The Iranian-backed Houthi fighters shelled targets inside Saudi Arabia despite the five-day truce announced by the Saudi-led coalition, Houthi-run media claimed.
Saudi Arabian-led coalition forces announced a humanitarian truce in Yemen, after weeks of their campaign against Iranian backed Houthi forces, taking effect on Sunday evening at 11:59pm local time (0859 GMT), the Saudi state news agency SPA said
Just hours after announcing the truce, the Houthi forces shelled the northerly Al Tawal region on the Saudi border, and the Saudi forces had retaliated, Saudi-owned Al Arabiya television reported.
The Houthi-run Saba news agency said that the Houthi militias, and allies loyal to former president Ali Abdullah Saleh, had attacked Al Khawjarah and Al Maa'zab areas in the Red Sea province of Jizan with rockets and shells.
Ekhbariya, the Saudi state news broadcaster reported that Houthi forces had executed attacks in both the Marib and Taiz provinces.
According to Reuters, Mohammed Ali al Houthi, the head of the Houthi supreme revolutionary committee, said his part ”had not been formally notified of any ceasefire by the United Nations.”
"There is no positive or negative stance until the United Nations formally addresses us concerning the matter," he said.
On Sunday, UN Secretary General Ban Ki-moon urged all parties to suspend military operations during the ceasefire and refrain from exploiting it to move weapons or seize territory.
Five-day truce announced
The 5-day cease-fire came after at least 120 people were killed in Saudi air strikes in a residential town on the Red Sea coast on Friday.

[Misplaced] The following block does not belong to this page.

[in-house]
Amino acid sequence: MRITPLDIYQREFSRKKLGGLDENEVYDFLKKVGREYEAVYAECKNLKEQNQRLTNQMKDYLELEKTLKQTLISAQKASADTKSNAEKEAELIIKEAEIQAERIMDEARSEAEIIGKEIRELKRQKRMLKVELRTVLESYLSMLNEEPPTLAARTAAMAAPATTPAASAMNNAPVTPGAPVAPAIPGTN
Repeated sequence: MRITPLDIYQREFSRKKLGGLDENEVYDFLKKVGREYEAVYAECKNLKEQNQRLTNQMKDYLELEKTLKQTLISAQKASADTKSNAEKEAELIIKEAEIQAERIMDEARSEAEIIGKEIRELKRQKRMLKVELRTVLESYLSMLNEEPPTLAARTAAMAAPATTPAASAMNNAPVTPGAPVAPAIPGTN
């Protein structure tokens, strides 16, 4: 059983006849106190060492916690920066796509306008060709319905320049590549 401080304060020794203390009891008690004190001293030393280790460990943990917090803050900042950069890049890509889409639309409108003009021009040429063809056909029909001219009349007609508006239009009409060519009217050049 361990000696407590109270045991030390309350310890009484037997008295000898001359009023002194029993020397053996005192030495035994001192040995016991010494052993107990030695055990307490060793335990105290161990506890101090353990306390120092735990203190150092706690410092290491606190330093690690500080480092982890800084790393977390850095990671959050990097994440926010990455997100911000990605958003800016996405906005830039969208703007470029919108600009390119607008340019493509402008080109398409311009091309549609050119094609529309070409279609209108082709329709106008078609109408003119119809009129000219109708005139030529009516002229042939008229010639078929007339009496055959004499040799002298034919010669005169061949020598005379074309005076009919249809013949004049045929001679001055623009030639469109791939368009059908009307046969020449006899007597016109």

The truce is expected to last five days to allow for desperately needed humanitarian aid to be delivered to war torn Yemen.
The statement on Saturday by the Arab coalition stressed that they would respond to any violation of the truce by the Houthis.
The UN has declared the situation in Yemen to be a level-three humanitarian emergency, the highest on its scale, after about 80 percent of the country’s population fell into the dire need for humanitarian aid.
Twenty million people in the country are in need of aid, 13 million are facing food shortages and 9.4 million are having difficulties accessing drinking water.
A ship carrying enough UN aid to feed 180,000 people for a month docked at the Yemeni port of Aden on Tuesday, having previously being prevented from doing so for almost four weeks, World Food Programme spokesman Peter Smerdon said.
"It's the first WFP chartered ship to berth in the port since the conflict erupted in late March," Smerdon said. "We have additional ships chartered which are on standby heading towards Aden carrying more food and fuel."
Aden airport works again
The first Saudi military plane landed down on Aden International airport in Southern Yemen on Wednesday last week, first arrival of a flight in the four-month long war in the port city.
More than 1,300 military humvees arrived last week to Aden through Bureiqah port to support the forces allying the exiled Yemeni President Abd Rabbuh Mansur Hadi.
Yemeni local fighters backed by Saudi-led air strikes wrested the port city and its airport from the Houthi rebels last week. The district of Khormaksar also fell under the control of pro-government militiamen.
Several exiled ministers and top intelligence officials - formerly based in Riyadh - successfully landed in Yemen's devastated southern city of Aden last week.
This is the first visit for Hadi’s government to Aden in three months, since the start of the Saudi-led air strikes against the Houthis in Yemen began in late March.
Around 20 million Yemenis are suffering from a lack of water and a million people have been displaced from their homes as a result of the armed conflict in the country.
More than 3,500 people, including 1,500 civilians and 365 children, have been killed in the conflict since March, according to the UN.